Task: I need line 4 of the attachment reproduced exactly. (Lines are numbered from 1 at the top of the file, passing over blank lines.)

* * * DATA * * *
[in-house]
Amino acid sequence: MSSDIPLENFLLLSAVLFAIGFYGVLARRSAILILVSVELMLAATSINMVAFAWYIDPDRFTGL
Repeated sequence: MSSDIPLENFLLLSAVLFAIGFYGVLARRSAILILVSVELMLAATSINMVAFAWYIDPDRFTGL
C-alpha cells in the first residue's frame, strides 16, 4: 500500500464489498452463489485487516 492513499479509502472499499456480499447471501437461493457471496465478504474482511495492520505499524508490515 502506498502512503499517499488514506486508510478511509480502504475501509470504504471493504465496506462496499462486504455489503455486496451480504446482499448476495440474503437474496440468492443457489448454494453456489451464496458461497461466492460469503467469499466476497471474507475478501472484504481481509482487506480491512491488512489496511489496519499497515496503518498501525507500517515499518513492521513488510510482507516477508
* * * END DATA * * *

C-alpha cells in the first residue's frame, strides 16, 4: 500500500464489498452463489485487516 492513499479509502472499499456480499447471501437461493457471496465478504474482511495492520505499524508490515 502506498502512503499517499488514506486508510478511509480502504475501509470504504471493504465496506462496499462486504455489503455486496451480504446482499448476495440474503437474496440468492443457489448454494453456489451464496458461497461466492460469503467469499466476497471474507475478501472484504481481509482487506480491512491488512489496511489496519499497515496503518498501525507500517515499518513492521513488510510482507516477508